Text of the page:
Marshall introduces vote of no confidence resolution for Mayorkas

Sen. Roger Marshall (R-Kan.) on Thursday introduced a vote of no confidence resolution for Homeland Security Secretary Alejandro Mayorkas, the first effort in the Senate to mirror impeachment efforts percolating in the House.

The resolution comes after Marshall said during an exchange with Mayorkas in a Senate appearance on Tuesday that the secretary was derelict in his duties and, “I would be derelict to not do something about this.”

The nine-page resolution lays out a series of complaints about the state of the border, blaming Mayorkas for everything from increased migration, including attempts to clear a camp of some 15,000 Haitians near the Texas border, to drug flows and overdoses.

"There isn't one American who believes our southern border is secure,” Marshall said in a release. 

“In the real world, if you fail at your job, you get fired — the federal government should be no different.”

The resolution would have little effect if passed — an uphill battle in the Democrat-led Senate, and it would not have any bearing on impeachment efforts in the House, which have still not formally taken shape.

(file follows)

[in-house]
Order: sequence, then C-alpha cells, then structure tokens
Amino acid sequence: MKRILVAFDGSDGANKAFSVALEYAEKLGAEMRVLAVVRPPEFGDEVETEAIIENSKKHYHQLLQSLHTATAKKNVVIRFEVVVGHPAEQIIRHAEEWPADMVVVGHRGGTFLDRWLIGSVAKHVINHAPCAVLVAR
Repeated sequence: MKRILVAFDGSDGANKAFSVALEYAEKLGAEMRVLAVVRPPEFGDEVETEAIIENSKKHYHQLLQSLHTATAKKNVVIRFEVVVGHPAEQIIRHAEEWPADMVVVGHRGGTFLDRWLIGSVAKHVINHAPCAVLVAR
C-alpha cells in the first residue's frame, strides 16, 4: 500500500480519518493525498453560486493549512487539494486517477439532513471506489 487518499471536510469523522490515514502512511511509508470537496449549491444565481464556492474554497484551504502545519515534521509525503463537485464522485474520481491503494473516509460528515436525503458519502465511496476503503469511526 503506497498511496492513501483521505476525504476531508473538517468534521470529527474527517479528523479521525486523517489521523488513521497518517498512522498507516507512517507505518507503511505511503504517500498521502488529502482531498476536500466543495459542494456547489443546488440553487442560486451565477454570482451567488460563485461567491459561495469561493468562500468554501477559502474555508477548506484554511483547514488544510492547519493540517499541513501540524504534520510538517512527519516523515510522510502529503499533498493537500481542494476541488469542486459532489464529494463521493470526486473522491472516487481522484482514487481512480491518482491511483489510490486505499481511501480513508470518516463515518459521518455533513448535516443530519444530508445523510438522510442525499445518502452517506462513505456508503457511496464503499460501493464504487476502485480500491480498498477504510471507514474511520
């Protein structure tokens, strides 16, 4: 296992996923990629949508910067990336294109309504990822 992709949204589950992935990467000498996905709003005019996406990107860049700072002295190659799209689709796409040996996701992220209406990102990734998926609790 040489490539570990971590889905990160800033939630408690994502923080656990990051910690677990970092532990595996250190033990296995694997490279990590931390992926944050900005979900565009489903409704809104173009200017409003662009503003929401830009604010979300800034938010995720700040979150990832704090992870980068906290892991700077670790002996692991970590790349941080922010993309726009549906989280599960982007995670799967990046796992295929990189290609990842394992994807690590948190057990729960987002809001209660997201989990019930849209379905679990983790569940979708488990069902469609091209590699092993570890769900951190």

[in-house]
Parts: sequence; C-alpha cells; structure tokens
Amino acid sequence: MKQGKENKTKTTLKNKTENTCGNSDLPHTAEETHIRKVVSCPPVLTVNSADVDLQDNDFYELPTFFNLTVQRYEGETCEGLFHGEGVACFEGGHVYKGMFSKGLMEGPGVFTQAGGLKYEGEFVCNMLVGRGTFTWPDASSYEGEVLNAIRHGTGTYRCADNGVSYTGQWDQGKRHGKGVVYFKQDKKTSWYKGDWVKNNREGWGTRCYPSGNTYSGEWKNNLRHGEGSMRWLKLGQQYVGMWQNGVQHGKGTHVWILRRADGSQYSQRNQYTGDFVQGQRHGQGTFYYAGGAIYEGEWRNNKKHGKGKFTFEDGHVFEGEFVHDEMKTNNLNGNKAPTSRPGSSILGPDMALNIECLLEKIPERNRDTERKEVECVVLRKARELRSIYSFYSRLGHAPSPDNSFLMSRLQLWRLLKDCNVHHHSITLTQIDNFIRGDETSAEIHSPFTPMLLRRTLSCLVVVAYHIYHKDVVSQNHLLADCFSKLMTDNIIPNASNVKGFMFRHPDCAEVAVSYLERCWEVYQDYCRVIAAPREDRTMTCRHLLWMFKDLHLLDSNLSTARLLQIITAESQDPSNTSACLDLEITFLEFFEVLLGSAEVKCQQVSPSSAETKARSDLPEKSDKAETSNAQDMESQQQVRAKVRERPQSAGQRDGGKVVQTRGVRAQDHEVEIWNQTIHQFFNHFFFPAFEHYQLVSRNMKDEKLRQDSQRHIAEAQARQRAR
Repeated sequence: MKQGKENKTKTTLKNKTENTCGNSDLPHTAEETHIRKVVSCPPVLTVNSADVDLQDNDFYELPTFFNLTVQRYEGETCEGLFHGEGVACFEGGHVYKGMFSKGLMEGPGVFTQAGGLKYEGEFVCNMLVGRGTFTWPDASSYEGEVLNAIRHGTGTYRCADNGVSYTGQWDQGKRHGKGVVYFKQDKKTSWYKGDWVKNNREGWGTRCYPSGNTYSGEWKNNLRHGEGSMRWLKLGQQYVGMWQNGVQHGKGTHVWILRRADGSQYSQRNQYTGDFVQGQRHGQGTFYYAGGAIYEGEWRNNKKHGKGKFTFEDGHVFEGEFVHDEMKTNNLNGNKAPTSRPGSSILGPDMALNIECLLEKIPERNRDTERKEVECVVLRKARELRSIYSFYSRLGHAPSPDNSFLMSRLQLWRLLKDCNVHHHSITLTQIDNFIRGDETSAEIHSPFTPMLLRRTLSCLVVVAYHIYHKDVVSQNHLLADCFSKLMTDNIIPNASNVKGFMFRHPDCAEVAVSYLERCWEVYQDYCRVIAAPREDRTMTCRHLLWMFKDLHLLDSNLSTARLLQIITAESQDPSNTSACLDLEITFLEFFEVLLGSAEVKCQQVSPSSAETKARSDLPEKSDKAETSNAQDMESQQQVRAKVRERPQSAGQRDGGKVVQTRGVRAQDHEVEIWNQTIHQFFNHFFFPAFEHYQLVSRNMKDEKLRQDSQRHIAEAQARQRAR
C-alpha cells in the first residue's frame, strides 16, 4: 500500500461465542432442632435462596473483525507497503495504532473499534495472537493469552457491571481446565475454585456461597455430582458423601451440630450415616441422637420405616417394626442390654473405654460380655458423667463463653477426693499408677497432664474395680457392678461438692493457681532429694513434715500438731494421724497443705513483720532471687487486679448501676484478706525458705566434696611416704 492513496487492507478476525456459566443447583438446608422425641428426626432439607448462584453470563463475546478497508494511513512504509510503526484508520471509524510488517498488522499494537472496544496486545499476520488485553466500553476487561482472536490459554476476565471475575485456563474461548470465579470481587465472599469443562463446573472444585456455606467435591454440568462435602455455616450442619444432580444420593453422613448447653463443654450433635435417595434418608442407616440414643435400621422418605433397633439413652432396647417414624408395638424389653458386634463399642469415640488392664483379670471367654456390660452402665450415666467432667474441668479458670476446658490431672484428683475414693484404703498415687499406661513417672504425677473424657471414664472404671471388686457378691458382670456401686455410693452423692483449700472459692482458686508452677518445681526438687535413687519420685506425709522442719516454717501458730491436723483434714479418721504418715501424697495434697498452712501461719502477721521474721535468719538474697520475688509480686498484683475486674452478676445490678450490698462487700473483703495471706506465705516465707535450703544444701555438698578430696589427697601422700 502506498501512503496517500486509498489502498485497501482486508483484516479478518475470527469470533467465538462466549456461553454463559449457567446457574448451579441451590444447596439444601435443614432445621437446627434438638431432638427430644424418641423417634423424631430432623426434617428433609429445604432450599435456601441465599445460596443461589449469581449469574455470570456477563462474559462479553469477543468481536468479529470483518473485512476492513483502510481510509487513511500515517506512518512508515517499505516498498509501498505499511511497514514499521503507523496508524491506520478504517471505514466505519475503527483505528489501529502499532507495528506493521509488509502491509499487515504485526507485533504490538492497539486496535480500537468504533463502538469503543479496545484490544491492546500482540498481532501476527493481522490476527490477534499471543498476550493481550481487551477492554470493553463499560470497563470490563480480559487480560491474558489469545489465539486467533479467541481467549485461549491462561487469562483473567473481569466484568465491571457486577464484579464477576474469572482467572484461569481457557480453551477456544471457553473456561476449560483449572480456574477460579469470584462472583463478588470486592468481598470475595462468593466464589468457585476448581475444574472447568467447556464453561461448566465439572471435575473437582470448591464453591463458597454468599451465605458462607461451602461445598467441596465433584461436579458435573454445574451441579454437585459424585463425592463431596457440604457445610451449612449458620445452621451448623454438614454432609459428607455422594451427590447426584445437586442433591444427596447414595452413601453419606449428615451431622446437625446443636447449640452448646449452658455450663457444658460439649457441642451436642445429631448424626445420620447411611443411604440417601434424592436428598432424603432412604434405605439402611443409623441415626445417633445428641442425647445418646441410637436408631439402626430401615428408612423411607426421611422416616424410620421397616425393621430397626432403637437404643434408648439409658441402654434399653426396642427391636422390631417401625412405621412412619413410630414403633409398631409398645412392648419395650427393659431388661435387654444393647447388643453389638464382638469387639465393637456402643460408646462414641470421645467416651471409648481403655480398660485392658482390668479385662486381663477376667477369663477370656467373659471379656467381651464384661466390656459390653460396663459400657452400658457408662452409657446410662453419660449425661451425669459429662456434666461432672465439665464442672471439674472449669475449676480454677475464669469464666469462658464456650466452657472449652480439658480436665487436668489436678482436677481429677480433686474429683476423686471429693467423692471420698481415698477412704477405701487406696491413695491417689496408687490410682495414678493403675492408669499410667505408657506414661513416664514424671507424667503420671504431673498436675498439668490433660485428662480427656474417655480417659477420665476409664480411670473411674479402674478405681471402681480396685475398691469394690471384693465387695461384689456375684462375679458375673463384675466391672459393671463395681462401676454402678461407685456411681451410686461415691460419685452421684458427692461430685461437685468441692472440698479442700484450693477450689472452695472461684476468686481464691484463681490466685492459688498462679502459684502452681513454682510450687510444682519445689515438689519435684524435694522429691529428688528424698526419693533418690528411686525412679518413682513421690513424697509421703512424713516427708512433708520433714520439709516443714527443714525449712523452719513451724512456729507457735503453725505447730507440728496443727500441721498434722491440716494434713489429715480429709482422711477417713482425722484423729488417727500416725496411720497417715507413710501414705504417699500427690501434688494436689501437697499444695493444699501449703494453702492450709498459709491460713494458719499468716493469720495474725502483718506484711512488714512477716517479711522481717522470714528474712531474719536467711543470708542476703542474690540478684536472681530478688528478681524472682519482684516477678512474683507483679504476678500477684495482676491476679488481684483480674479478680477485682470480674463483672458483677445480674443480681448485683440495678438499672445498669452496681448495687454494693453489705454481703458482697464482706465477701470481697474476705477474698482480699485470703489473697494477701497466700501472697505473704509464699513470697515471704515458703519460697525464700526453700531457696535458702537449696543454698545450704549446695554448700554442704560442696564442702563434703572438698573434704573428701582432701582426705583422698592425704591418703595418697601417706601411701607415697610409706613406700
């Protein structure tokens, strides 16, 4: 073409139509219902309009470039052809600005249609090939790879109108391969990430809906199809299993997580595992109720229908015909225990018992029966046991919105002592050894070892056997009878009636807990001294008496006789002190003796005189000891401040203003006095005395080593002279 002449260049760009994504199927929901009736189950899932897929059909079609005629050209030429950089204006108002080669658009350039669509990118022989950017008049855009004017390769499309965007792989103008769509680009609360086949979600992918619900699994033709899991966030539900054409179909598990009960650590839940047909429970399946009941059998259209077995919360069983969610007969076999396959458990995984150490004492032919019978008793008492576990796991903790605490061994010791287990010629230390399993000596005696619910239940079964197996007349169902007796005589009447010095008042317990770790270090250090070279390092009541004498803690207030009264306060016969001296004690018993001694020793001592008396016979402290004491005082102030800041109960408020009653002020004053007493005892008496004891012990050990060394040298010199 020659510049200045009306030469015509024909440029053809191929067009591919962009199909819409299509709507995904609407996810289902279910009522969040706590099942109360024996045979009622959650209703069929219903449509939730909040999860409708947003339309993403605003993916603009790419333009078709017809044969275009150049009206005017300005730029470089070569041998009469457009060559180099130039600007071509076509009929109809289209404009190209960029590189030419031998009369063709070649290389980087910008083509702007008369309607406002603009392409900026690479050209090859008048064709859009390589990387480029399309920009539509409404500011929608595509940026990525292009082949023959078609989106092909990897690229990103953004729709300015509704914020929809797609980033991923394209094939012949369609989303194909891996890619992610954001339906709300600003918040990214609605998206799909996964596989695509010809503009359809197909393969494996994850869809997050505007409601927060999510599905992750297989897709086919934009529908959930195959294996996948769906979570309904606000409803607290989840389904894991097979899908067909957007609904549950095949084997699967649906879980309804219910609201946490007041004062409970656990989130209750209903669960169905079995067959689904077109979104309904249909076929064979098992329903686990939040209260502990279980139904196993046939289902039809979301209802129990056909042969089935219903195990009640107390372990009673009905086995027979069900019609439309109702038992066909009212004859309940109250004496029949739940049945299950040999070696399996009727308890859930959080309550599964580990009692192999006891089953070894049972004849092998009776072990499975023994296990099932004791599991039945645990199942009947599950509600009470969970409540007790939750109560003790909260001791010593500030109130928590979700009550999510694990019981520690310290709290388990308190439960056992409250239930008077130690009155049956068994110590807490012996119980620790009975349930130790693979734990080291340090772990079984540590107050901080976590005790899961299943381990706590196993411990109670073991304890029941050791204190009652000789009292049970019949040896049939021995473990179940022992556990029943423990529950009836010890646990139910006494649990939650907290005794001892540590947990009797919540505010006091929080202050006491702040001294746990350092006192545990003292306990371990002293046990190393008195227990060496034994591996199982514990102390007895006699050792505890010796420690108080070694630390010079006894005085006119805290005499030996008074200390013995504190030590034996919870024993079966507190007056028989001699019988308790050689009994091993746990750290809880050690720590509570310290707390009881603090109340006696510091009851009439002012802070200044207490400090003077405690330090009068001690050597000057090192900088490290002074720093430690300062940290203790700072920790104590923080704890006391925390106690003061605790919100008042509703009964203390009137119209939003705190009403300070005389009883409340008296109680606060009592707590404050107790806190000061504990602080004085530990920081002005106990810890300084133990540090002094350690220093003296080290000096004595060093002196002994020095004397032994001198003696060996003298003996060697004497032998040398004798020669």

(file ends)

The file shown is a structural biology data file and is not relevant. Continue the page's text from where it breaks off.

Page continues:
The resolution also points to an argument building in the House that Mayorkas was dishonest before Congress — a case built on the secretary asserting in prior appearances that he has maintained control of the border.

The GOP argues that Mayorkas is failing to meet the definition of operational control laid out under the Secure Fence Act of 2006, which says the standard has only been met if the country prohibits “all unlawful entries” of both migrants and drugs.

Mayorkas recently told lawmakers that the standard of perfection laid out under the law has never been met, but it encourages the secretary to use all resources at their disposal to improve security.